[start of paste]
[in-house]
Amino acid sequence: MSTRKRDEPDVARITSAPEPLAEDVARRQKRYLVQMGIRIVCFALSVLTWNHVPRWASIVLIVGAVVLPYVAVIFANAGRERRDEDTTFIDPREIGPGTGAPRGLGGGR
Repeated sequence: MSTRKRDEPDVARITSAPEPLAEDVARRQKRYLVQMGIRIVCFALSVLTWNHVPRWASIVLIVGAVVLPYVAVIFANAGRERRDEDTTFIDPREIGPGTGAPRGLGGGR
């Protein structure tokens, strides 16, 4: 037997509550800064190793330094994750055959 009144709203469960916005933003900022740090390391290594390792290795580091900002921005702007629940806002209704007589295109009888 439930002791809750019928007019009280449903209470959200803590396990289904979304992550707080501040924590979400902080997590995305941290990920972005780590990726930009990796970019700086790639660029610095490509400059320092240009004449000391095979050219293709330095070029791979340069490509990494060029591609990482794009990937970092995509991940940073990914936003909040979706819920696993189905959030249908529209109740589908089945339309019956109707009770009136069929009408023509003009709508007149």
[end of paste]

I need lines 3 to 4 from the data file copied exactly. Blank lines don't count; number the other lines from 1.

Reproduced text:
Repeated sequence: MSTRKRDEPDVARITSAPEPLAEDVARRQKRYLVQMGIRIVCFALSVLTWNHVPRWASIVLIVGAVVLPYVAVIFANAGRERRDEDTTFIDPREIGPGTGAPRGLGGGR
């Protein structure tokens, strides 16, 4: 037997509550800064190793330094994750055959 009144709203469960916005933003900022740090390391290594390792290795580091900002921005702007629940806002209704007589295109009888 439930002791809750019928007019009280449903209470959200803590396990289904979304992550707080501040924590979400902080997590995305941290990920972005780590990726930009990796970019700086790639660029610095490509400059320092240009004449000391095979050219293709330095070029791979340069490509990494060029591609990482794009990937970092995509991940940073990914936003909040979706819920696993189905959030249908529209109740589908089945339309019956109707009770009136069929009408023509003009709508007149």